Pro-police rally held at Columbus statue in South Philadelphia

SOUTH PHILADELPHIA (WPVI) -- Hours after the city put a plywood barrier around the Christoper Columbus statue at Marconi Plaza in South Philadelphia, an evening gathering there became a pro-police rally.

A number of residents were there to show support for 1st District Commander Lou Campione.

"It's nice to see," said Steven Weiler of the FOP. "We need backing now. We know that a large part of this community wants police... bottom line."

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Hours after the city put a plywood barrier around the Christoper Columbus statue, an evening gathering there became a pro-police rally.

The Fraternal Order of Police says Campione was reassigned following a conflict between a journalist with Unicorn Riot, a self-described non-profit left-wing collective. Campione told the journalist they were inciting a riot while recording citizens, some armed, protecting the Christopher Columbus statue.

Tuesday began with crews erecting plywood to protect the statue after the city announced they would not remove it.

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Crews arrived Tuesday morning to build a protective structure around the Christopher Columbus statue in Marconi Plaza in South Philadelphia.

On Monday Mayor Jim Kenney announced plans to initiate a public process to consider the future of the statue on South Broad Street.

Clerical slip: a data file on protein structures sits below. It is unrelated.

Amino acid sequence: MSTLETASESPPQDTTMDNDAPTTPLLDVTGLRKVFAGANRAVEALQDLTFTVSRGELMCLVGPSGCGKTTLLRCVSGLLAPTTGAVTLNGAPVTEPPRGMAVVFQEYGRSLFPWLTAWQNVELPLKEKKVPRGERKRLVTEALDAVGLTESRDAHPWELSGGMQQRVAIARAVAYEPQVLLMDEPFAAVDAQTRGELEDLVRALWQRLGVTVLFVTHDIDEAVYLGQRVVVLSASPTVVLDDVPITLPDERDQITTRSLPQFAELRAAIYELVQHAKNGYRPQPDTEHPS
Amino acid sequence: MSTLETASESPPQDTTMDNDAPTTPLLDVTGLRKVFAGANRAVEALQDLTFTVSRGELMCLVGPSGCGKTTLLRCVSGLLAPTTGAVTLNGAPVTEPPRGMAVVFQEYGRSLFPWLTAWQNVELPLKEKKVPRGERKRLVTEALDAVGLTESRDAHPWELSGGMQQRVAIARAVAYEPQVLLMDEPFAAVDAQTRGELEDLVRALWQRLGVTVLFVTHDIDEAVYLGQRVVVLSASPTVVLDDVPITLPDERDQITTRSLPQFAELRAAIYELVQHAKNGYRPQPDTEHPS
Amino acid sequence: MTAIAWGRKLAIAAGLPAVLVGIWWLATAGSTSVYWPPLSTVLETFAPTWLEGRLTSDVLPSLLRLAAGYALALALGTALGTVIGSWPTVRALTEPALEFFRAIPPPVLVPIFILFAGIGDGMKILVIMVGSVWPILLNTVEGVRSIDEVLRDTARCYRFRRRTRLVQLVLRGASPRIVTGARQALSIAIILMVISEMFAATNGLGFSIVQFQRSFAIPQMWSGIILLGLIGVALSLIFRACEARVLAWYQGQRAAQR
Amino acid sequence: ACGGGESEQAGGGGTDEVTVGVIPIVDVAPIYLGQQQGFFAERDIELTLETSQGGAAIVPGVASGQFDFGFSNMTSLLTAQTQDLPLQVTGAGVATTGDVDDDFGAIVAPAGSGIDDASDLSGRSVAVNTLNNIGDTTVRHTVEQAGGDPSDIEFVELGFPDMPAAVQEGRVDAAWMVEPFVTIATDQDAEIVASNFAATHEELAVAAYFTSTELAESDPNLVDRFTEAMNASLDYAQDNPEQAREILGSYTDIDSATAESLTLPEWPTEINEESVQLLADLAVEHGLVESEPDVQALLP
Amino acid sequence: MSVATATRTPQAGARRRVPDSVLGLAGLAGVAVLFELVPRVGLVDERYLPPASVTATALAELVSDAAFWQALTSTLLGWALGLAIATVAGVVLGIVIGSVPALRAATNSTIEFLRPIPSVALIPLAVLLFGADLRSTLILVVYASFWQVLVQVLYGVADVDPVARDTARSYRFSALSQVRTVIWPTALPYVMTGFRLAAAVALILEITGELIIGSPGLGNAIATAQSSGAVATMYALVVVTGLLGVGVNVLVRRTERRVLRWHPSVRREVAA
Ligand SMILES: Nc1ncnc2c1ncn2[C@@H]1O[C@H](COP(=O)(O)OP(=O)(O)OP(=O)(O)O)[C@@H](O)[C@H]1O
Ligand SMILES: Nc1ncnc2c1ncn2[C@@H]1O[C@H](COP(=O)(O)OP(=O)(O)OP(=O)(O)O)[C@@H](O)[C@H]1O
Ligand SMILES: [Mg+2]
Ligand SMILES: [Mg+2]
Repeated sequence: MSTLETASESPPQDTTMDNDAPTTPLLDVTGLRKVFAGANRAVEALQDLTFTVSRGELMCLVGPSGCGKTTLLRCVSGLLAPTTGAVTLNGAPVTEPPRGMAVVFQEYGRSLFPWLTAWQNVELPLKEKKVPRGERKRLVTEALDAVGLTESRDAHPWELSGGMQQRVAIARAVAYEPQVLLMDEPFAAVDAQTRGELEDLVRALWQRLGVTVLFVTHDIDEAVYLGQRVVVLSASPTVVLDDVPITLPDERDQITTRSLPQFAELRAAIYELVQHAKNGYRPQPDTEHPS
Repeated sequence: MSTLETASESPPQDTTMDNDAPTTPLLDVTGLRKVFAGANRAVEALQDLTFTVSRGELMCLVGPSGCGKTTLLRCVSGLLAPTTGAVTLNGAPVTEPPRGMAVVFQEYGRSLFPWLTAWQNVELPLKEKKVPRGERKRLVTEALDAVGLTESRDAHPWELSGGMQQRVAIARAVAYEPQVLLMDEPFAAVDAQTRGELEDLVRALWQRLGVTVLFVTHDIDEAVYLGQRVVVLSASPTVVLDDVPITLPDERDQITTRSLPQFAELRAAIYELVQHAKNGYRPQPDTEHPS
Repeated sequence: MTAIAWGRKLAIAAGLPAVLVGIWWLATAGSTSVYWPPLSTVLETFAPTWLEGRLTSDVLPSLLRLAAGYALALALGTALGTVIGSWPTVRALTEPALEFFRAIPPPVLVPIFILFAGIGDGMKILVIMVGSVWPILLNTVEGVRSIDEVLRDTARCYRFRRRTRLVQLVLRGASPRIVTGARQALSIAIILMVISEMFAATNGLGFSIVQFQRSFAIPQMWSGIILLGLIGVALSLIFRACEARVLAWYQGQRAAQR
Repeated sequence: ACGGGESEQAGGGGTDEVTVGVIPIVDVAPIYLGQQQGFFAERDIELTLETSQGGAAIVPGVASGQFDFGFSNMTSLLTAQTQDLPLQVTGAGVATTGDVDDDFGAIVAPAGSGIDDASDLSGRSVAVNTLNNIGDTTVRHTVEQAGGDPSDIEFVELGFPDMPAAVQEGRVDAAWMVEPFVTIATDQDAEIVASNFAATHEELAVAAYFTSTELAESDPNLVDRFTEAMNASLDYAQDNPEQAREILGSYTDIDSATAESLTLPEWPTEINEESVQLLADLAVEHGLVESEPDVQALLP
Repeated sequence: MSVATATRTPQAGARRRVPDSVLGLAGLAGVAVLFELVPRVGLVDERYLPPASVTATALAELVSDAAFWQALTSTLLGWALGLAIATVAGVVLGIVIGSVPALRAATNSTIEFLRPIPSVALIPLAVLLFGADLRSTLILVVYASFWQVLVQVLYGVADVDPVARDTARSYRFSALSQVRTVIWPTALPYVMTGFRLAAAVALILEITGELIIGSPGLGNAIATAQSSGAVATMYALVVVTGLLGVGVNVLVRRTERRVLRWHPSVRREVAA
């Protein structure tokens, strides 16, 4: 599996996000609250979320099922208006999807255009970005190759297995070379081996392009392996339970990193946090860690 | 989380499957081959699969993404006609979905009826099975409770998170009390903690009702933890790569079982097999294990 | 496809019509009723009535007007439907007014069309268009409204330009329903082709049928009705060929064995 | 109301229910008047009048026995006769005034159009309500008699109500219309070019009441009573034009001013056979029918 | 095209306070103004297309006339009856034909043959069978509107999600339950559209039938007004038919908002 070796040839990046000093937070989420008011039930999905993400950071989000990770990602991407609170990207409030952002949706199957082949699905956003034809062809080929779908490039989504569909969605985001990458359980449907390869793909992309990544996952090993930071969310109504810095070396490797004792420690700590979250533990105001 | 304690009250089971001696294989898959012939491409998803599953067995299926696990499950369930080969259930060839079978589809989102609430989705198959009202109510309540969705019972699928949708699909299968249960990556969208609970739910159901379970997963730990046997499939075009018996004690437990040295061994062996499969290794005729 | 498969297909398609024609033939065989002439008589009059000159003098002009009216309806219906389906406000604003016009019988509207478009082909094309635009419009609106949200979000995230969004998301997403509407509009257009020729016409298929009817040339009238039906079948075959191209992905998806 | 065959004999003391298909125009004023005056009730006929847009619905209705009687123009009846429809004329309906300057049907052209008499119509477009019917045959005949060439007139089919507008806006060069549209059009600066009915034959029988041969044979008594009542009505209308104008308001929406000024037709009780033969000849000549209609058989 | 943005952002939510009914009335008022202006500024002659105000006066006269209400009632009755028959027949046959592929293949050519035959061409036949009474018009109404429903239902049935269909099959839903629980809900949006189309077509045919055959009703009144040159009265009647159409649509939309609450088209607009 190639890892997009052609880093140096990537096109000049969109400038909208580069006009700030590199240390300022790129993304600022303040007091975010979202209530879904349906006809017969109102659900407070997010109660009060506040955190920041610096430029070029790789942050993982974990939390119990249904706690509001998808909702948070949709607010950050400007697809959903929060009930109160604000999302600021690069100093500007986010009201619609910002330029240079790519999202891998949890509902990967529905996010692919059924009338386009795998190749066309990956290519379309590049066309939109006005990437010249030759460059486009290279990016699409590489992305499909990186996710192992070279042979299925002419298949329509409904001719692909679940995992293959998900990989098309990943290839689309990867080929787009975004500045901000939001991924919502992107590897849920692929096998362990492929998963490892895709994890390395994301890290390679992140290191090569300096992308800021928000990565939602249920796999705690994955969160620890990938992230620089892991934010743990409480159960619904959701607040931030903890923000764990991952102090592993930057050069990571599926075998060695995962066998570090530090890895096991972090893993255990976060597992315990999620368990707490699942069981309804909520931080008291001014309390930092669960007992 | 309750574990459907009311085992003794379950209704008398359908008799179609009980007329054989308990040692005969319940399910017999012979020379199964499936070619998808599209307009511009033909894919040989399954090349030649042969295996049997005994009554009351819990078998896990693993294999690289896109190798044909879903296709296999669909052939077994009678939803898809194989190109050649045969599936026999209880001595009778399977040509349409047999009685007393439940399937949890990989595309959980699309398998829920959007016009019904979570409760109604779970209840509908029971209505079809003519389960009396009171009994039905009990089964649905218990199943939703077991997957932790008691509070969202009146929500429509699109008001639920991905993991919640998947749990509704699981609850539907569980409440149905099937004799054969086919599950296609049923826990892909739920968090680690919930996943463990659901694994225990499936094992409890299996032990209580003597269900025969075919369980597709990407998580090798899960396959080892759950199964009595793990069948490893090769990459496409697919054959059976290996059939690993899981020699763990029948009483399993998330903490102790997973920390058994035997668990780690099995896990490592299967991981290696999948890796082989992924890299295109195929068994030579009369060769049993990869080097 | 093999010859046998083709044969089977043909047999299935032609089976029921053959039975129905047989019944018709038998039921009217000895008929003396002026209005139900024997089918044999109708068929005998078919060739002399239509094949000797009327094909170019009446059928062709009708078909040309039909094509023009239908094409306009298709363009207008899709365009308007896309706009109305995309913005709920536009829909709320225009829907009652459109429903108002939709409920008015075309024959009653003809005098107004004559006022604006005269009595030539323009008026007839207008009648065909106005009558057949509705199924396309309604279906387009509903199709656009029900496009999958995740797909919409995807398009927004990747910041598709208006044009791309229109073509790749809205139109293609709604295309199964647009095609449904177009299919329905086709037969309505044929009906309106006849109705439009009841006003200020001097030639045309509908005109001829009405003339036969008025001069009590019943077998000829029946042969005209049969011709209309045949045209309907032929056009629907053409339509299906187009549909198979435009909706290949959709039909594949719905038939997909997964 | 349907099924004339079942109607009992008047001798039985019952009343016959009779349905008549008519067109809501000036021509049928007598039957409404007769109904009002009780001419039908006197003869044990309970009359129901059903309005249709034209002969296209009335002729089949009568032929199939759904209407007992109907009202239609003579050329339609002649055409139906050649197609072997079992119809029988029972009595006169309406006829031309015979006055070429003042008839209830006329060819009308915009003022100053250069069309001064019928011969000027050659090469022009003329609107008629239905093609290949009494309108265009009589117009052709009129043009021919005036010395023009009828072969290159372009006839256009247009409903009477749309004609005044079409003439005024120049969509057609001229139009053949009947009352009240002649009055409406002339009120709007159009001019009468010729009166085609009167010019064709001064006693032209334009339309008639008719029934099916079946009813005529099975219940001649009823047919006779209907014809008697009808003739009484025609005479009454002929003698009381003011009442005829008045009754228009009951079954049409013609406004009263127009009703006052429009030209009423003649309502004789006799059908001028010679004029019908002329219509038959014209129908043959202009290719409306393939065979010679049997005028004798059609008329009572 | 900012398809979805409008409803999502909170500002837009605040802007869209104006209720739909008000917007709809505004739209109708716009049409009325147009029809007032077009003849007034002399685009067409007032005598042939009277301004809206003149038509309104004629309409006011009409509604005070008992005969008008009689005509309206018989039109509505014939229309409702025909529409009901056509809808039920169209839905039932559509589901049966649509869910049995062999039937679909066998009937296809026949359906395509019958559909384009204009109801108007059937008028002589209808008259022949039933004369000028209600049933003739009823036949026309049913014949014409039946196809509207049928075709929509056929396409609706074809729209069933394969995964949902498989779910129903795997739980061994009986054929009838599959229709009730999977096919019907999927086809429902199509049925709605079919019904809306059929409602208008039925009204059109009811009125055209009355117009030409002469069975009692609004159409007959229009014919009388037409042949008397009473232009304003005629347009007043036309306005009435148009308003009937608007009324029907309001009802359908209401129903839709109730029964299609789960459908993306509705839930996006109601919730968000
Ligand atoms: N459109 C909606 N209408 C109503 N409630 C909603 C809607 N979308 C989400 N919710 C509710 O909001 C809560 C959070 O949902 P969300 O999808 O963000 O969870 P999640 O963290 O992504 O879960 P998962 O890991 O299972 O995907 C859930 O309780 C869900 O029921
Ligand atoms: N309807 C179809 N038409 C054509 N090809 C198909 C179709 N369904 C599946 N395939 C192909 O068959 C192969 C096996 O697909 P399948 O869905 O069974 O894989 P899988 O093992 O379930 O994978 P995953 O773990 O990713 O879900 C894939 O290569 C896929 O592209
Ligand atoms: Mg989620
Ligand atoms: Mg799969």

In a statement, Kenney asked the Public Art Director to initiate the appropriate process through the Philadelphia Art Commission.

Over the weekend, citizens - some armed - began a vigil to guard the statue.

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Mayor Jim Kenney announced plans to initiate a public process to consider the future of the Christopher Columbus statue.

Center City attorney George Bochetto says, on behalf of the "Friends of Marconi Plaza," he filed an emergency injunction to keep the statue in place after receiving a tip it would be removed overnight Sunday.

"We stopped them dead in their tracks. If not for that, the statue would be gone," Bochetto said.

Andrew Richman, Chief of Staff in the City Solicitor's Office, denies that any injunctions were granted by a judge against the city and the mayor never had plans to remove the statue.

"No injunctions or court orders have issued against the city. Mr. Bochetto filed an emergency TRO (temporary restraining order) on Sunday night based on a rumor about the statue's removal that someone in the plaza heard. The emergency judge declined to grant that injunction after the city dispelled the rumor on the record. The mayor never ordered the statue to be removed early Monday or any other time. Knowing that the mayor had no plans to remove the statue, Mr. Bochetto still filed another injunction Monday morning anyway before a second judge. The city emphasized throughout the Monday hearing that the mayor was issuing a statement later that day announcing that the statue's removal would go through the Art Commission Process and that much of the case was moot," Richman said.

Bochetto said he does not believe this will fall under the jurisdiction of the art commission.

"I believe the historic commission is now going to have jurisdiction over this and there could be federal regulatory oversight that has to be obtained before anything can be done to that statue because it's historically designated," Bochetto said.

Some residents claim the statue is an important part of Italian-American heritage and should be left alone.

Others were denouncing Columbus, calling him a symbol of hate and oppression.

Statues of Columbus have been removed in other cities, including Camden, New Jersey and Wilmington, Delaware.

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Columbus statues in Camden, New Jersey and Wilmington, Delaware have been taken down.

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